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Following your operation you have been advised that you are able to touch weight bear in a boot. Touch weight bearing means that you are only able to put your toes to the floor on your operated leg. This should be used for balance only. Try not to put any standing pressure through your operated leg.
This is likely to be for a minimum of 6 weeks until your follow up appointment with the consultant, who will then review your x rays and progress your weight bearing as appropriate.
Your wound will be checked and as long as it has healed then you can start to mobilise further on crutches. Be aware that if you are on your feet for long during the day or do too much your ankle will swell and this can impact on the healing of your injury. The ideal is little and often.
You should not be mobilising (moving around) or have your ankle lowered to the floor for very long for two weeks after your surgery to allow the swelling to go down and the wound to heal.
You must keep your foot elevated, ideally above the level of your hips, whenever you are not moving for the first two weeks. If the ankle is not elevated, the wound may not heal properly and potentially risk an infection so this is very important.
The boot should be worn whenever you are moving, even around the house. It is for protection and support. You can remove the boot at night when sleeping and when resting and when you are doing your exercises.
You will be given pain killers to take home. You should take this on a regular basis to begin with to help you move and do the exercises.
A cold pack (ice / frozen peas) can provide short term pain relief right after the operation but this must be in a waterproof bag as you must not get the dressings wet. Apply it to the ankle for up to 15 minutes, every few hours. Make sure that the ice is never in direct contact with the skin. This may not have a significant effect while the bandages are on but will help more when the dressings are removed after two weeks.
The most important thing is to keep the dressings dry until the wound has healed and the dressings are removed.
Options for washing (depending on facilities) are a strip wash at a sink or a shower. You can put a waterproof bag over your leg or you can buy a cover called a Limbo from the internet.
Go to www.limboproducts.co.uk
Going Up: ABC (Able leg, Bad leg (toes for balance only), Crutch to the same step).
Going Down: CBA (Crutch, Bad leg (toes for balance only), Able leg to the same step).
You may find it easier to ‘hop’ up and down the stairs, to prevent too much weight through your operated leg.
You will be referred to an NHS Outpatient physiotherapy department close to where you live. You will be seen by your consultant first usually 6 weeks after your operation.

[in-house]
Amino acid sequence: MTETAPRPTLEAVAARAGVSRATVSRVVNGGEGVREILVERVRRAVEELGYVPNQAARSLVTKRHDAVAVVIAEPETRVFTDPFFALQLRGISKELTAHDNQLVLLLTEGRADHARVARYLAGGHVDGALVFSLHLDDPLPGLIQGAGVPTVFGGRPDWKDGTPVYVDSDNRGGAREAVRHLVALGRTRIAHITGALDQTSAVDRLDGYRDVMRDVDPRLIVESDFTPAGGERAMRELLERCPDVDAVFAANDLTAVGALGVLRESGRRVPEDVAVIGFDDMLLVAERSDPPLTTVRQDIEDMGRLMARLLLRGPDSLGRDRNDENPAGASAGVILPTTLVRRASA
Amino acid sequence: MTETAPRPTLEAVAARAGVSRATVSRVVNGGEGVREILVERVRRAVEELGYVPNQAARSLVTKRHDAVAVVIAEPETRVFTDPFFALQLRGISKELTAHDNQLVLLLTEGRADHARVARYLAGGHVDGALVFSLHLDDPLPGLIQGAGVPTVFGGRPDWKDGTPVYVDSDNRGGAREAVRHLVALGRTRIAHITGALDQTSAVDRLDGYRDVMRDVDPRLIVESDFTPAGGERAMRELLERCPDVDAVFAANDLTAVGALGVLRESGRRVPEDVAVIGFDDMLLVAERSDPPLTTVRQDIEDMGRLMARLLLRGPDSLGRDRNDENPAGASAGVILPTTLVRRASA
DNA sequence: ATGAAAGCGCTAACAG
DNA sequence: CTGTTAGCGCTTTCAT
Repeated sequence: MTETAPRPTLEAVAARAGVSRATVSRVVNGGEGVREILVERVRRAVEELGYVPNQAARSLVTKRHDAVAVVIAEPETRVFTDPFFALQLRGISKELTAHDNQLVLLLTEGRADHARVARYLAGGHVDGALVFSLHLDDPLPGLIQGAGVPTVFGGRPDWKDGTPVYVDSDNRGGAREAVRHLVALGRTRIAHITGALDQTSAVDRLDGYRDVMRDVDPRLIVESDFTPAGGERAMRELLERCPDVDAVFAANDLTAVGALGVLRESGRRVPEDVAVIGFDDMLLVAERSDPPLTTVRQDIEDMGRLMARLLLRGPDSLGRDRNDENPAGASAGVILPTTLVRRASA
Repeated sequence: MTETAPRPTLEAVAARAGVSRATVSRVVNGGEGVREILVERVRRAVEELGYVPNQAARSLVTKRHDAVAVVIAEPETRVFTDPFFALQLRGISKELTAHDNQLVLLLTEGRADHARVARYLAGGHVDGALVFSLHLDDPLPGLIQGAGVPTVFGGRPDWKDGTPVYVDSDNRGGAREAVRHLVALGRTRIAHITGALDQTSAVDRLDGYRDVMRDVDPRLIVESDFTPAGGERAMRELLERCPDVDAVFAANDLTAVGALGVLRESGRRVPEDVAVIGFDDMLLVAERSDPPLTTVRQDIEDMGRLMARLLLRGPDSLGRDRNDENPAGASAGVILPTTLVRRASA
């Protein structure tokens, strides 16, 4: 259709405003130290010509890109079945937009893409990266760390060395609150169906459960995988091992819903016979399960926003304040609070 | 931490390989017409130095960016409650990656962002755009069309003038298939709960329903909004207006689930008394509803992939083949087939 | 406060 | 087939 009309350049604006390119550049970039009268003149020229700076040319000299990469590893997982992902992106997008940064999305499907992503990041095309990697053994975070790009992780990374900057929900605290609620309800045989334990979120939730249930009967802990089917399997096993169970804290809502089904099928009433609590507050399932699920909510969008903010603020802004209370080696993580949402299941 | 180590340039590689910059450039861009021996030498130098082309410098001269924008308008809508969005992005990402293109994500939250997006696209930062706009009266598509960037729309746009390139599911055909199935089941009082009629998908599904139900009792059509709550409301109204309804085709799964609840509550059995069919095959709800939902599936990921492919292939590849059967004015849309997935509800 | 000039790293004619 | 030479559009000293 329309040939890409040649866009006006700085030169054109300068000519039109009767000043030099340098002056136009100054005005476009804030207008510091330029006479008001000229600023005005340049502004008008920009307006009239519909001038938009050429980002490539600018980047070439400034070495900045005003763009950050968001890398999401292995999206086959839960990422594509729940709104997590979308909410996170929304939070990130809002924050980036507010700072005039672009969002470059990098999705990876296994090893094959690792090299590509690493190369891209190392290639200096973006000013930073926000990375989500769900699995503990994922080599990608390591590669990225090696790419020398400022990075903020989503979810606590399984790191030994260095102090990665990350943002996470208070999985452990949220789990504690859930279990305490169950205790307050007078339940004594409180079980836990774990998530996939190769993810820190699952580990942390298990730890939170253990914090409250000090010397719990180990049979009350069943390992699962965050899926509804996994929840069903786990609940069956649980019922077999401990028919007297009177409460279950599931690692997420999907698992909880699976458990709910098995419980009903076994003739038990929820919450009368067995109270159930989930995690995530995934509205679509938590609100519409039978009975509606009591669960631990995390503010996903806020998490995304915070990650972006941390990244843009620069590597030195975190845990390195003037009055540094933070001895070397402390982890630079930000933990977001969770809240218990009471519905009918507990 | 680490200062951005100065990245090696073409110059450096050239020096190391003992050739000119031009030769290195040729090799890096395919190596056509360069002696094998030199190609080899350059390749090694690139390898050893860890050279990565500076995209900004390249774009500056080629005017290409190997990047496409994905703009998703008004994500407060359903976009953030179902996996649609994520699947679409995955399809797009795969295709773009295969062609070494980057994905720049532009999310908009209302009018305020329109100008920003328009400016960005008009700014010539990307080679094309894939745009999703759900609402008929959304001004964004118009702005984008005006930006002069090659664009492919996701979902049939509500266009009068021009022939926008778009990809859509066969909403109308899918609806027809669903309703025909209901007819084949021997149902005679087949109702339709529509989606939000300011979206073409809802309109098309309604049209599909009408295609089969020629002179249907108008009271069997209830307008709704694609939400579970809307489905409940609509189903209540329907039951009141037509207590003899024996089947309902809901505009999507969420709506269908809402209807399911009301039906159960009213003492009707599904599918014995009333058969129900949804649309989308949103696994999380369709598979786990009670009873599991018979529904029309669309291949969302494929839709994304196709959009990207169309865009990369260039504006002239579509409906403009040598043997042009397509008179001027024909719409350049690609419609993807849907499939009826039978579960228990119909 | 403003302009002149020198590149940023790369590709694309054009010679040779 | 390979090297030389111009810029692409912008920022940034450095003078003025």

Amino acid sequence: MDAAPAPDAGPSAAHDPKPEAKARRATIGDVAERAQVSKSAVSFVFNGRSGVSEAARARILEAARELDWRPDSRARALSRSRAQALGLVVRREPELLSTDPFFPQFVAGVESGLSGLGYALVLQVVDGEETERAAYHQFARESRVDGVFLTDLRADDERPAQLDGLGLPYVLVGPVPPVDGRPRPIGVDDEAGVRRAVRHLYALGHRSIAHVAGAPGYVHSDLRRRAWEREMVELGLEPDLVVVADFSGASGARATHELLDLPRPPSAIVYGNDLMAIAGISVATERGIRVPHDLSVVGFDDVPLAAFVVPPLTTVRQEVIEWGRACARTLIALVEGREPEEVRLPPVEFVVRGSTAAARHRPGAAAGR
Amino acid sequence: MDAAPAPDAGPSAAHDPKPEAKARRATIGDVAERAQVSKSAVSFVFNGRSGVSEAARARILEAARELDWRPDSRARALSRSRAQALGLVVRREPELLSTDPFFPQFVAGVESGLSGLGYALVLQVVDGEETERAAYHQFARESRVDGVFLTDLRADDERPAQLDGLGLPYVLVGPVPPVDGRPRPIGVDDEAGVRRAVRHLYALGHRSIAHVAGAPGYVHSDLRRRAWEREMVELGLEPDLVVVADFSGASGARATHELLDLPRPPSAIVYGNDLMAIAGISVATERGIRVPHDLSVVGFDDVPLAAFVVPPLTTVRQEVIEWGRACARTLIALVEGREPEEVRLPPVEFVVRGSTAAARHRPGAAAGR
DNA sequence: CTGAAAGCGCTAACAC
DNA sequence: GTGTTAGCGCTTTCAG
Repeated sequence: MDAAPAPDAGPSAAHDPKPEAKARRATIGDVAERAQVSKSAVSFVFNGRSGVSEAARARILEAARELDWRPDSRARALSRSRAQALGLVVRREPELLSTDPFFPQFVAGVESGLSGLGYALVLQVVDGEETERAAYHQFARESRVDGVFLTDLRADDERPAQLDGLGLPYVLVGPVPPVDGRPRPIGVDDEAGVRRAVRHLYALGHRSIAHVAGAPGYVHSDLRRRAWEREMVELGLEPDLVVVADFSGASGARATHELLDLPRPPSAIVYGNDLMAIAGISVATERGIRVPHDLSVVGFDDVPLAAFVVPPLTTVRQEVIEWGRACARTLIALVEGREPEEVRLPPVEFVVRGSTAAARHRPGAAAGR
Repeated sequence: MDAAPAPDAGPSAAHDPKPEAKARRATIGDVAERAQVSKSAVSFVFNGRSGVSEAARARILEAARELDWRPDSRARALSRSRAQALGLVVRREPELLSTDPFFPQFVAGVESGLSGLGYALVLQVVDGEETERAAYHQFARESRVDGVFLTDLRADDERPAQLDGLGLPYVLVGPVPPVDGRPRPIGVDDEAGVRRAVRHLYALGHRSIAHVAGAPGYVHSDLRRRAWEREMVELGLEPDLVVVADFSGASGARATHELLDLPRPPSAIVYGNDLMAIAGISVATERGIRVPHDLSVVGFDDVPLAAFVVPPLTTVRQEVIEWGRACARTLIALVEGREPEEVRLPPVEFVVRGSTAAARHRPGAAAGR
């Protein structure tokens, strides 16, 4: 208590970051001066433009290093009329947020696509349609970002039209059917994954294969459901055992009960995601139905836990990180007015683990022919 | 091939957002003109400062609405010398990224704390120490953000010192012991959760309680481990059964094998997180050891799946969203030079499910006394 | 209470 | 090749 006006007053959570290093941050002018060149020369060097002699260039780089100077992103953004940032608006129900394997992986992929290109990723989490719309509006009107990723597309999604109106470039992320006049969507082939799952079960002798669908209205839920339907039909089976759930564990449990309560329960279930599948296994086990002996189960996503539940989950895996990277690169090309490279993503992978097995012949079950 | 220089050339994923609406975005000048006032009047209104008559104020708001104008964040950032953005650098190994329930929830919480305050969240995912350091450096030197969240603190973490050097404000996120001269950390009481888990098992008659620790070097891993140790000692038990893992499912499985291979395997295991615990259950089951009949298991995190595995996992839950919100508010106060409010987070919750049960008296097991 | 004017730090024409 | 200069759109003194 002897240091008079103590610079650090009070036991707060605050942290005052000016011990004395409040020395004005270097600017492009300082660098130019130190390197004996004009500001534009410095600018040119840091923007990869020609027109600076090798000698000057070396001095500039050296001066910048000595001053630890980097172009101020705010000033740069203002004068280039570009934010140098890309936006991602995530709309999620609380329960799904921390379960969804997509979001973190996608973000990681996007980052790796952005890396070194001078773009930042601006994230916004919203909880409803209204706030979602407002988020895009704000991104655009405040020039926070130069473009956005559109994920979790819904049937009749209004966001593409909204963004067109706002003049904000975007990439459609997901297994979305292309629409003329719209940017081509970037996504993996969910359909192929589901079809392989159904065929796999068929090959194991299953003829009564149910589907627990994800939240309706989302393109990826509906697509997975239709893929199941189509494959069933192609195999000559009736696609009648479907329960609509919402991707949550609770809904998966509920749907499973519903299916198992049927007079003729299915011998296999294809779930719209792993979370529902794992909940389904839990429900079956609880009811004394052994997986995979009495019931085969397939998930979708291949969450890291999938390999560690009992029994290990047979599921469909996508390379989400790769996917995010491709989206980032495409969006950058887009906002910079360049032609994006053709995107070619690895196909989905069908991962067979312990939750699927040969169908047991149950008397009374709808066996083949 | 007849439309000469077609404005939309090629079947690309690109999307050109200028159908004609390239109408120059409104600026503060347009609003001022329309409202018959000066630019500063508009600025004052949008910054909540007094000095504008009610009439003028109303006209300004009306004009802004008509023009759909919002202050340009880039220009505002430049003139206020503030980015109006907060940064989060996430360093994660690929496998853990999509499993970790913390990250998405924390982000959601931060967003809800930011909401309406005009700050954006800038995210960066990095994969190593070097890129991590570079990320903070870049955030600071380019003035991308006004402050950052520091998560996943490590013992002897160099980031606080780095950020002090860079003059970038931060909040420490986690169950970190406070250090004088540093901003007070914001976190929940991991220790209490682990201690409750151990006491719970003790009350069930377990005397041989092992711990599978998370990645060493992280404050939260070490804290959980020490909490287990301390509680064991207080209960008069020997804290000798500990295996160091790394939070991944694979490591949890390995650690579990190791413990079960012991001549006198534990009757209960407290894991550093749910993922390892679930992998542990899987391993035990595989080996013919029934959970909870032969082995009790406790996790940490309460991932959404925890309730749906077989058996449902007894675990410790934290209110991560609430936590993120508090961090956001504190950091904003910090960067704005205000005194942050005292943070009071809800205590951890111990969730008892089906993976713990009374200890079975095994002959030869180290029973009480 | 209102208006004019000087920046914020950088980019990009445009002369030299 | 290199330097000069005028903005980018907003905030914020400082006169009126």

Once they have allowed you to fully weight bear (put all your body weight on your operated leg) they can refer you on for a physiotherapy appointment. You will then continue to have regular physiotherapy appointments to help with your rehabilitation and help you to return to normal activities.
If you have private healthcare then we can give you a copy of your operation notes to take with you to your first appointment.
Please follow the management/rehabilitation plan shown below:
|Weeks since injury||Rehabilitation plan|
|0-6||Wear boot all the time when mobilising. Walk with crutches touch weight bearing. Perform exercises below to help with range of movement.|
|6-8||You will have an orthopaedic follow up appointment around 6 weeks after the operation and another x-ray to check how the bone is healing. You will then be given advice as to when you can start to increase weight bearing through your operated leg.|
When can I return to work?
This depends on your job and what you do. If your job role involves moving around and / or commuting to work it may not be possible for you to return to work until you are fully weight bearing, this should be discussed with your consultant. If possible you should also talk with your employer and / or occupational health department to help with your return to work.
Your progress will be monitored by your consultant and physiotherapist who will help guide you to return to work as appropriate.
When can I return to driving?
If the fracture is on your right foot and you drive a manual vehicle you will not be able to drive until you are fully weight bearing.
If your fracture is on the left and you drive an automatic vehicle you may be able to drive before this. However you should get advice from individual insurance companies before returning to driving.
When can I return to exercise?
You will begin physiotherapy once you are able to fully weight bear as per your consultant’s guidance.
The physiotherapists will progress you out of your boot and work on your strength, range of movement and balance. They will tailor a home exercise programme for you and guide you back to the activities or sports you enjoy as your rehab progresses.
You can speak to a physiotherapist by contacting 01273 696955 and ask for bleep 8375 before your first appointment.
This information is intended for patients receiving treatment at Brighton and Haywards Heath.
The information in this leaflet is for guidance purposes only and is in no way intended to replace professional clinical advice by a qualified practitioner.
Publication Date: July 2019
Review Date: July 2022